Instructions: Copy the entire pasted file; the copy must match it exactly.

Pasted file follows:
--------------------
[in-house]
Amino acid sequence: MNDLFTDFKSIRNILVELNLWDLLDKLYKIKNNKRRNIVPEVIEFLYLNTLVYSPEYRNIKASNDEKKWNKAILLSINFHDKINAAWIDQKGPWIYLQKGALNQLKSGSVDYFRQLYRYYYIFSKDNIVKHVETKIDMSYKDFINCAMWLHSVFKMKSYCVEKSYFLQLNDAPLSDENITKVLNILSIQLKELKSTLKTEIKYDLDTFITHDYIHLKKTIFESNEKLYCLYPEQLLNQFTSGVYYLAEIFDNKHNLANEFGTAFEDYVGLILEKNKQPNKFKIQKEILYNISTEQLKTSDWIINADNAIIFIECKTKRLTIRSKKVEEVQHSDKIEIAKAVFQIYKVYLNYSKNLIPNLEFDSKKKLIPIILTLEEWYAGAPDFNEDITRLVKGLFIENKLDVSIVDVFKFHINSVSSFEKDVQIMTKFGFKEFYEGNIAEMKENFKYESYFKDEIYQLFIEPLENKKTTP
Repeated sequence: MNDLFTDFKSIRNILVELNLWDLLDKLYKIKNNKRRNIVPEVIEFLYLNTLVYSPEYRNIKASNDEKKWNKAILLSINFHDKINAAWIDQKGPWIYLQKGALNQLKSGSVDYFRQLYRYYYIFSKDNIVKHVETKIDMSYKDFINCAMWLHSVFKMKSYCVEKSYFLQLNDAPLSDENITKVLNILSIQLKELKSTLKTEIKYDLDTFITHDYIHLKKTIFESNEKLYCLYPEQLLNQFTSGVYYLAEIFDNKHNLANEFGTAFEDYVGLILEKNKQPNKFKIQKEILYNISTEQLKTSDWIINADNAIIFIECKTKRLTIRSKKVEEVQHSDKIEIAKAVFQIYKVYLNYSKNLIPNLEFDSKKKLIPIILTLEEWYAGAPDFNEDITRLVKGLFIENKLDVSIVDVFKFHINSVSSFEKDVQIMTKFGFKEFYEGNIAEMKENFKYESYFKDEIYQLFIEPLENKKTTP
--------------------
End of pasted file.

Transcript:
[in-house]
Amino acid sequence: MNDLFTDFKSIRNILVELNLWDLLDKLYKIKNNKRRNIVPEVIEFLYLNTLVYSPEYRNIKASNDEKKWNKAILLSINFHDKINAAWIDQKGPWIYLQKGALNQLKSGSVDYFRQLYRYYYIFSKDNIVKHVETKIDMSYKDFINCAMWLHSVFKMKSYCVEKSYFLQLNDAPLSDENITKVLNILSIQLKELKSTLKTEIKYDLDTFITHDYIHLKKTIFESNEKLYCLYPEQLLNQFTSGVYYLAEIFDNKHNLANEFGTAFEDYVGLILEKNKQPNKFKIQKEILYNISTEQLKTSDWIINADNAIIFIECKTKRLTIRSKKVEEVQHSDKIEIAKAVFQIYKVYLNYSKNLIPNLEFDSKKKLIPIILTLEEWYAGAPDFNEDITRLVKGLFIENKLDVSIVDVFKFHINSVSSFEKDVQIMTKFGFKEFYEGNIAEMKENFKYESYFKDEIYQLFIEPLENKKTTP
Repeated sequence: MNDLFTDFKSIRNILVELNLWDLLDKLYKIKNNKRRNIVPEVIEFLYLNTLVYSPEYRNIKASNDEKKWNKAILLSINFHDKINAAWIDQKGPWIYLQKGALNQLKSGSVDYFRQLYRYYYIFSKDNIVKHVETKIDMSYKDFINCAMWLHSVFKMKSYCVEKSYFLQLNDAPLSDENITKVLNILSIQLKELKSTLKTEIKYDLDTFITHDYIHLKKTIFESNEKLYCLYPEQLLNQFTSGVYYLAEIFDNKHNLANEFGTAFEDYVGLILEKNKQPNKFKIQKEILYNISTEQLKTSDWIINADNAIIFIECKTKRLTIRSKKVEEVQHSDKIEIAKAVFQIYKVYLNYSKNLIPNLEFDSKKKLIPIILTLEEWYAGAPDFNEDITRLVKGLFIENKLDVSIVDVFKFHINSVSSFEKDVQIMTKFGFKEFYEGNIAEMKENFKYESYFKDEIYQLFIEPLENKKTTP